Silver linings and clouds

Economic Week In Review | Issue 424 | 8 April 2024

UK construction and property

  • Output prospects | The latest S&P Global UK Construction Purchasing Managers’ Index rose from 49.7 to 50.2 in March, showing the construction industry moving into growth for the first time in six months. Civil Engineering was the main driver, with commercial and housebuilding largely unchanged. 49% of people surveyed were expecting to see an increase in workloads and only 11% expected a fall. Respondents said that tender opportunities had been helped by easing borrowing costs and a general improvement to the UK’s economy.
  • Decarbonisation | The Construction Industry Council (CIC) has responded to the Government’s consultations on Future Homes and Building Standards urging an acceleration of futureproofing and decarbonisation, expressing disappointment that the consultation was not ambitious enough. The CIC said that the Government needs to create a sufficiently capable workforce to oversee the installation and maintenance of energy-saving measures, and that guidance is required on the available technology.
  • British Steel | Planning permission has been given to build an electric arc furnace on Teeside, and a further application has been submitted for a plant at its Scunthorpe site. Chinese-owned British Steel is holding out for financial assistance from the UK Government before beginning construction. The transition will reduce the British Steel’s CO2 emissions by more than 75%.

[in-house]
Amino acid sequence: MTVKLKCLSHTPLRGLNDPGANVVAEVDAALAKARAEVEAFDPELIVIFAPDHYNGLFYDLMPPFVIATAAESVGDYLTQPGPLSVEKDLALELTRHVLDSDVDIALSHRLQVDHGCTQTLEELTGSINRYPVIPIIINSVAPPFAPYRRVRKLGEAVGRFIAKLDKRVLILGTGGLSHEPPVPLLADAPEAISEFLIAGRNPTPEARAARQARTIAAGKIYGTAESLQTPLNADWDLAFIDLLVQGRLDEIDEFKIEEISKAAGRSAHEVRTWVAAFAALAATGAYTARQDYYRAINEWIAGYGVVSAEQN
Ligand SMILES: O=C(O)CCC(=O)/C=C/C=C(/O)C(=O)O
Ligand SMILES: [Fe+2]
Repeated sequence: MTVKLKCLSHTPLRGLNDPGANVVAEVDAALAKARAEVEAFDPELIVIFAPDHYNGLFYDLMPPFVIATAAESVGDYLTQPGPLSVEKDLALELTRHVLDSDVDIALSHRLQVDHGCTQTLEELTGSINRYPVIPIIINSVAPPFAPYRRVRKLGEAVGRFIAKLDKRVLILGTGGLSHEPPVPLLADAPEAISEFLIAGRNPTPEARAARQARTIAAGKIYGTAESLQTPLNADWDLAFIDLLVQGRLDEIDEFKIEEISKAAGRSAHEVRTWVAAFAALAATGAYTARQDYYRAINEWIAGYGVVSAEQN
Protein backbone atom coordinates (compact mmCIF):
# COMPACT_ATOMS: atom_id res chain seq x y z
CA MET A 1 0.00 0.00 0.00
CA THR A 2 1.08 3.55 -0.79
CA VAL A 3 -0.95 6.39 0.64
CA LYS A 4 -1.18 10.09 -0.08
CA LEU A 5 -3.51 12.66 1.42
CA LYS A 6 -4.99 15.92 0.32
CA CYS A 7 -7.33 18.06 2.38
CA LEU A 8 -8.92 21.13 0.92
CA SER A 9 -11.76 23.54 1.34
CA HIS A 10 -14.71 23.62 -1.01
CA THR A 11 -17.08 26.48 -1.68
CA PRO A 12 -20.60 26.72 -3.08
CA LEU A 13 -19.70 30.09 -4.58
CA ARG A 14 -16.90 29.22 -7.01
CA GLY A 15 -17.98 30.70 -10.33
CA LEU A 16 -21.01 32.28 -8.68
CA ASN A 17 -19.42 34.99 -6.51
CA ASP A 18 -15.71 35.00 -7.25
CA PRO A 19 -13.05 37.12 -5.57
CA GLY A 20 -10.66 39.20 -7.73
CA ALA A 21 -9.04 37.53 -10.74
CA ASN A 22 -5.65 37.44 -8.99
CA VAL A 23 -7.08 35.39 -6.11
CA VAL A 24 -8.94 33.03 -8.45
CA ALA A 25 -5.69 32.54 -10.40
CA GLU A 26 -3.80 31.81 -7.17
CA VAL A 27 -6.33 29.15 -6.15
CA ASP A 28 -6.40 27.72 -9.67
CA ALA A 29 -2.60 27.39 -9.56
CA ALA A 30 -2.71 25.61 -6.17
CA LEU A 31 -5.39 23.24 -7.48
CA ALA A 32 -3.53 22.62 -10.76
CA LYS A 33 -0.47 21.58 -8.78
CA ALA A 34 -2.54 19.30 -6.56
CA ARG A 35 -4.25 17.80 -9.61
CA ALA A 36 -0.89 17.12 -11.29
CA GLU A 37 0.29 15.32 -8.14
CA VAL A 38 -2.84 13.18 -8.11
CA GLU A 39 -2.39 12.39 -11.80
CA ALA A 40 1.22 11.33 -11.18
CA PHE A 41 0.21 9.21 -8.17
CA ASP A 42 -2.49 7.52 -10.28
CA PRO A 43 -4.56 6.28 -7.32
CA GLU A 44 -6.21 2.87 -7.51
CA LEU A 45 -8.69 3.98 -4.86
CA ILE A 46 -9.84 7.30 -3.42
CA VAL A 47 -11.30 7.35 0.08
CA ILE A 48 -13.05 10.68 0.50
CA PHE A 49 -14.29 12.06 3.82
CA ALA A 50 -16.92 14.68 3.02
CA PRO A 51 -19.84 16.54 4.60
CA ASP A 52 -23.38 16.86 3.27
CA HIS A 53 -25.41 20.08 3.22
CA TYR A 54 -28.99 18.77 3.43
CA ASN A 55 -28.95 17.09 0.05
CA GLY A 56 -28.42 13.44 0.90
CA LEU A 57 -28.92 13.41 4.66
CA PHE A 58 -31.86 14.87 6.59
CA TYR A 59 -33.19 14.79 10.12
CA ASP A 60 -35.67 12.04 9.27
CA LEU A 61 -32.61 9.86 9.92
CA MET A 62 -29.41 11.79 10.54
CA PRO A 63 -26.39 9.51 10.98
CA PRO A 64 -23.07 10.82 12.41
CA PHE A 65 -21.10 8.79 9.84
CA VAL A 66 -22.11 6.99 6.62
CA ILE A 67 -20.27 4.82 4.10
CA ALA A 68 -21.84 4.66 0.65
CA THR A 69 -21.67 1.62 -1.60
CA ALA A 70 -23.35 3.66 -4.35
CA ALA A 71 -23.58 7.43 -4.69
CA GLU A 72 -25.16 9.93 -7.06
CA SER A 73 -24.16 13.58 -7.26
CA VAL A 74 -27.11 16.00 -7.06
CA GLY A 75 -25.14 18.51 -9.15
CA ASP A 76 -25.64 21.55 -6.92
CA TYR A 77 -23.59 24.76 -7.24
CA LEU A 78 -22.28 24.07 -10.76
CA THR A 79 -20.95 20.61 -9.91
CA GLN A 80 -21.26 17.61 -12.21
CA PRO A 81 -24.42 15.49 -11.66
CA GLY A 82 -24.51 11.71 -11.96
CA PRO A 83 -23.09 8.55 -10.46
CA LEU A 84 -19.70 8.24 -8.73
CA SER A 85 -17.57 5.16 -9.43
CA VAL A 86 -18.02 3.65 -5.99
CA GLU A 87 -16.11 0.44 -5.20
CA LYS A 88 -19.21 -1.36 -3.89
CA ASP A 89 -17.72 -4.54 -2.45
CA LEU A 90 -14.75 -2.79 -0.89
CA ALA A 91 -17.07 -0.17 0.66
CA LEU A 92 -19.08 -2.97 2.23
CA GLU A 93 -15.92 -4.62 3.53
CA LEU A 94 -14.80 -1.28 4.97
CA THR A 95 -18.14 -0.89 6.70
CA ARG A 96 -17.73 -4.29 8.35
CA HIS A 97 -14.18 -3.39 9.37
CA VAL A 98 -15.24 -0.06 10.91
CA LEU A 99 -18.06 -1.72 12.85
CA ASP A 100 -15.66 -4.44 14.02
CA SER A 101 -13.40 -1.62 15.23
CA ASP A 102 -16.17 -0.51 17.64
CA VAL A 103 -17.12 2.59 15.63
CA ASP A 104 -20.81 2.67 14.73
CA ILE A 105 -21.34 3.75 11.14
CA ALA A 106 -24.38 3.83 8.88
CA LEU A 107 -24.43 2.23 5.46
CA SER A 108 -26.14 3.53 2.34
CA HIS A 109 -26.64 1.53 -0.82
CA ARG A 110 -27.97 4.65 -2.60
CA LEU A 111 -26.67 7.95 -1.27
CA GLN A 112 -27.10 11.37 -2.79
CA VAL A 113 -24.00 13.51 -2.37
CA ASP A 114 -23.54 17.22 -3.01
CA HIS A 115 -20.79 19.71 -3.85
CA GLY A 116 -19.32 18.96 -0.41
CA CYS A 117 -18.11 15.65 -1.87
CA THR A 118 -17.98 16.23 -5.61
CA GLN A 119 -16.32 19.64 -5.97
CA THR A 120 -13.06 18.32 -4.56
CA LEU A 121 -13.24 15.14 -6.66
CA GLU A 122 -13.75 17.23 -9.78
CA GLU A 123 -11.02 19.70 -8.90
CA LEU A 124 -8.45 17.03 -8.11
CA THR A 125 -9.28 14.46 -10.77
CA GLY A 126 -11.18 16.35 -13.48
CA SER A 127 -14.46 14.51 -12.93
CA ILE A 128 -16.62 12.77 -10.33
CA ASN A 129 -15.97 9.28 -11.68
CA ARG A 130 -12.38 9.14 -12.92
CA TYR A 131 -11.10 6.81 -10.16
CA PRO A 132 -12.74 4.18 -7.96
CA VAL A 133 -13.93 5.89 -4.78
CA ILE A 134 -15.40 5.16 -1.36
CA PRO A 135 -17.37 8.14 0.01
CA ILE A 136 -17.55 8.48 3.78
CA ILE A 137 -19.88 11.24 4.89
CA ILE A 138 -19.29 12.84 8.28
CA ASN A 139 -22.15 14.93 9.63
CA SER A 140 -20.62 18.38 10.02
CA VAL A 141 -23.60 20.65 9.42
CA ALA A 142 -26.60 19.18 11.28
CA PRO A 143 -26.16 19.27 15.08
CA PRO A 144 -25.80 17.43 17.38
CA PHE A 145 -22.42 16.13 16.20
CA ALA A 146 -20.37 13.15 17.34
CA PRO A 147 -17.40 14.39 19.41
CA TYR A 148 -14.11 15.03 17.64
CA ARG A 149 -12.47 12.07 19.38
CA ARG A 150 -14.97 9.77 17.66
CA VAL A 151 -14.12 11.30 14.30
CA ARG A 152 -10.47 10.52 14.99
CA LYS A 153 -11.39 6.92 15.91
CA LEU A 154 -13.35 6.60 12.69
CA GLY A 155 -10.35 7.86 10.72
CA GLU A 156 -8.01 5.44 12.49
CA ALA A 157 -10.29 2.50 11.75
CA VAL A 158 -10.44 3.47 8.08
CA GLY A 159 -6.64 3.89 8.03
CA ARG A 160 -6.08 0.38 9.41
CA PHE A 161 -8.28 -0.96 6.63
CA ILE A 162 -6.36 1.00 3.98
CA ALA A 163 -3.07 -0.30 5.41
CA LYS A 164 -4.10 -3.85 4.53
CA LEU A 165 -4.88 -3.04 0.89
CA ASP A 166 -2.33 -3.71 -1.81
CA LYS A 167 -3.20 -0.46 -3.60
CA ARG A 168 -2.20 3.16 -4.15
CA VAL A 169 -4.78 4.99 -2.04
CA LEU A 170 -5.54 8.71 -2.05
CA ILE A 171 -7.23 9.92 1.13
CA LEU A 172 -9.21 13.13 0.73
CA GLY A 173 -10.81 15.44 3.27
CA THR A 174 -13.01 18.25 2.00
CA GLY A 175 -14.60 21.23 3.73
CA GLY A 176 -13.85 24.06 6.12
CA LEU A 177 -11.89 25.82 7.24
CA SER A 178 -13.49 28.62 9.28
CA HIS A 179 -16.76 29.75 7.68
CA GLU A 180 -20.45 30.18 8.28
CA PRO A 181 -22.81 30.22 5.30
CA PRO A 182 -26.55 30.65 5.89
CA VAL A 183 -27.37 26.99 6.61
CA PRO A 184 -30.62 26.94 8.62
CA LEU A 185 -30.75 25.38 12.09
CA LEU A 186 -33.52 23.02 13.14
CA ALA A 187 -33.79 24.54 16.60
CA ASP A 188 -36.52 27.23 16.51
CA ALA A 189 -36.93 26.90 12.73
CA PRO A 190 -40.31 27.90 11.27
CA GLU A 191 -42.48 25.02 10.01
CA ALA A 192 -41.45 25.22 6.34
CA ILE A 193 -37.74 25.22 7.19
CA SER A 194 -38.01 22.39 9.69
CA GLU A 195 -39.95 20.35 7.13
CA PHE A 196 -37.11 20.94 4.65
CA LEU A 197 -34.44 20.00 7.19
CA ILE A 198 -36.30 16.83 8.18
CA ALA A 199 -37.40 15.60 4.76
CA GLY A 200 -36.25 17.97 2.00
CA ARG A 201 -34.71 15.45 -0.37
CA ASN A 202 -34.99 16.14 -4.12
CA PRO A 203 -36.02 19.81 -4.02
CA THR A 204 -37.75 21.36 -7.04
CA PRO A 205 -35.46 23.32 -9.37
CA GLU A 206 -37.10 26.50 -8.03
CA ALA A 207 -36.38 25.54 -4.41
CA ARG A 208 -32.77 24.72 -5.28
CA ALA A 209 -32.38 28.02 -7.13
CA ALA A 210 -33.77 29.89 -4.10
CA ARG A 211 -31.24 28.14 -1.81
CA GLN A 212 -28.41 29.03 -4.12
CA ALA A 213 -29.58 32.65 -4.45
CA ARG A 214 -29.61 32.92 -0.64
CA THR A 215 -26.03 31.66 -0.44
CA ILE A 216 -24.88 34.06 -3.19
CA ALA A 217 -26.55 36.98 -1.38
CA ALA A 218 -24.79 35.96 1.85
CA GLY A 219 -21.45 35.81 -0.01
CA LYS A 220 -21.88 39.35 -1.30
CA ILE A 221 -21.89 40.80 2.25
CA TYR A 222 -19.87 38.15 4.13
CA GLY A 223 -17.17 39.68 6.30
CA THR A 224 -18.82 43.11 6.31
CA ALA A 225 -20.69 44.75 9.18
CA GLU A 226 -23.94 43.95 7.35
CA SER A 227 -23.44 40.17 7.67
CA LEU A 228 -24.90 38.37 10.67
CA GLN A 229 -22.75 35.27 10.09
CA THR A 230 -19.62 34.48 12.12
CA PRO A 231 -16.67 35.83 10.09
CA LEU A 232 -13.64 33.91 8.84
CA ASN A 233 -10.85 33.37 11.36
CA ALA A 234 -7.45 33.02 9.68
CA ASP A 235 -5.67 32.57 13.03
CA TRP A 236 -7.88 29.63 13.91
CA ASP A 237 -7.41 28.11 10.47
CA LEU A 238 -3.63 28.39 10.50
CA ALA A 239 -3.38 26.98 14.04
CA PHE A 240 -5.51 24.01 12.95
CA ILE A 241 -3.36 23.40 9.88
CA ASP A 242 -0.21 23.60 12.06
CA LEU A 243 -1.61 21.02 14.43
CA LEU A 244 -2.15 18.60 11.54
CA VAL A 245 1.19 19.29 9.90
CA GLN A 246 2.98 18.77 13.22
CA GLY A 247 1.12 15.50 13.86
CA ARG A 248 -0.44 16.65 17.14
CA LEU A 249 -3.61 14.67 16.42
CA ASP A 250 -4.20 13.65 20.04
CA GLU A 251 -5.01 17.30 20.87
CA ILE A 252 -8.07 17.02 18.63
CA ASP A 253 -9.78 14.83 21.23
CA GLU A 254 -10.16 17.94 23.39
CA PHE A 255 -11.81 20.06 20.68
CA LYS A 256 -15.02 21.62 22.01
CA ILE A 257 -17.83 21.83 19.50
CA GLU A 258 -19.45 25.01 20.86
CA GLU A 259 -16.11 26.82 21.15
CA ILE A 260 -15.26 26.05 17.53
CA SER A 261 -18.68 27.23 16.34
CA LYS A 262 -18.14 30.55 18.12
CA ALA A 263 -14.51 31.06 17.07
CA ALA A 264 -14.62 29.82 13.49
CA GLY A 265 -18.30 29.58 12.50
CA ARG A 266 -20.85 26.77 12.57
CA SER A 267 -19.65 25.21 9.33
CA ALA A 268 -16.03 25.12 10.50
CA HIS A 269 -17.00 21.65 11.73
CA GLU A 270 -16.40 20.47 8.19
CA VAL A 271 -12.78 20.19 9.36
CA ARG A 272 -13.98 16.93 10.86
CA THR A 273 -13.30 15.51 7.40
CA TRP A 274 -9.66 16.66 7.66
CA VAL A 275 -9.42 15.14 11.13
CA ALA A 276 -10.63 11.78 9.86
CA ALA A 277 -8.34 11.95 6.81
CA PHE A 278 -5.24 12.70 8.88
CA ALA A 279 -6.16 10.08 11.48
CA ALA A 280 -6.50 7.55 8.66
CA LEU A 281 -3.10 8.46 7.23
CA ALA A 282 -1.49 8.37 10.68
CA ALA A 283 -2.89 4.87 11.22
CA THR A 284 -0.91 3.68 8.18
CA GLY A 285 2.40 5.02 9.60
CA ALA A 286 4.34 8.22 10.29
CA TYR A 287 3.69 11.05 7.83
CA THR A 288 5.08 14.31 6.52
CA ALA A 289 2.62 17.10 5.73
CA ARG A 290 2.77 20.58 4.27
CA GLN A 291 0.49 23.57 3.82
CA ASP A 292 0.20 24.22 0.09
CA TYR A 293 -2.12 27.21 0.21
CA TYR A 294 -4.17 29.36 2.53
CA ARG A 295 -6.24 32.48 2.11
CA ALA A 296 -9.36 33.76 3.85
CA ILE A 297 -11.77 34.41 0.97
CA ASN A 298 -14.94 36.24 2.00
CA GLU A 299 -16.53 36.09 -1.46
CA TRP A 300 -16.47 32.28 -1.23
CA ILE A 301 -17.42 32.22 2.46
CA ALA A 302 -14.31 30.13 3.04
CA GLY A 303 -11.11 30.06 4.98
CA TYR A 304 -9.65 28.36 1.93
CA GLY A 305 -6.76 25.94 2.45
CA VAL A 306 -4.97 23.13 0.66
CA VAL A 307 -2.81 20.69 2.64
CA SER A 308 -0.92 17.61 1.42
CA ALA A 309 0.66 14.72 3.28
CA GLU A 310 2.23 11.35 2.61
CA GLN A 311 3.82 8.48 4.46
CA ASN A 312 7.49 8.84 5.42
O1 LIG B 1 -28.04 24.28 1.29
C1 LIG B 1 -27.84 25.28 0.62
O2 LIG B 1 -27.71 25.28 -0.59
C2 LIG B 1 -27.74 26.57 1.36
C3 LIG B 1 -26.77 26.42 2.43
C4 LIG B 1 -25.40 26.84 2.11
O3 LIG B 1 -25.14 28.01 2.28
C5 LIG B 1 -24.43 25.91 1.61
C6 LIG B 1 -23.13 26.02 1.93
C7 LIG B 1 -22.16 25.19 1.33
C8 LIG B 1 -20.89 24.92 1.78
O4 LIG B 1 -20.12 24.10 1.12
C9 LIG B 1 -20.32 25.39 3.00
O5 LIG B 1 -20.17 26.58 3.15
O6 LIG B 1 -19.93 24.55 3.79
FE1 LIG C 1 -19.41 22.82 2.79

• Second staircase | Full guidance was released last week by the Department for Levelling Up, Housing and Communities which confirmed the threshold for a second staircase is 18m, and defined evacuation shafts, evacuation lift lobbies and interlocked stairs, and storey exits.
  • Rent | UK rent is forecast to outpace wage growth for the next three years, according to the Resolution Foundation, with wages rising by 13% compared to just a 7.5% increase in wages.
  • Retrofit first | Westminster Council has rejected a planning application to demolish and rebuild a 1950s building on Savile Row despite the developer stating it had taken a retrofit first approach before opting to demolish, pointing to inflexible floorplates, low floor to ceiling heights and poor operational carbon.
  • Levelling Up | Liverpool is to become the first city to establish a locally-led development corporation using powers offered by the Levelling Up and Regeneration Act. The Liverpool Strategic Futures Advisory Committee – formed from the public and private sectors – has identified nine priority sites.
  • Battersea Power Station | The owners of Battersea Power Station secured one of the largest refinancings of the last two years after its initial £1.1bn debt facility matured in March.

Materials and commodities

  • Oil | Prices softened slightly as tensions in the Middle East eased after Israel withdrew more soldiers from southern Gaza and agreed to talks on a potential ceasefire. However, this softening in price came after oil prices had increased following Mexico’s decision to cut its oil exports.
  • Gold prices have reached a record high and the People’s Bank of China has been a consistent buyer of gold. It’s thought that the turmoil in the Middle East has encouraged investors to buy gold.
  • Iron ore futures pricing in Singapore rose 6% to $104 on speculation that demand from China will increase. China Industrial Futures claimed that mills are restarting after profit levels improved.

UK economy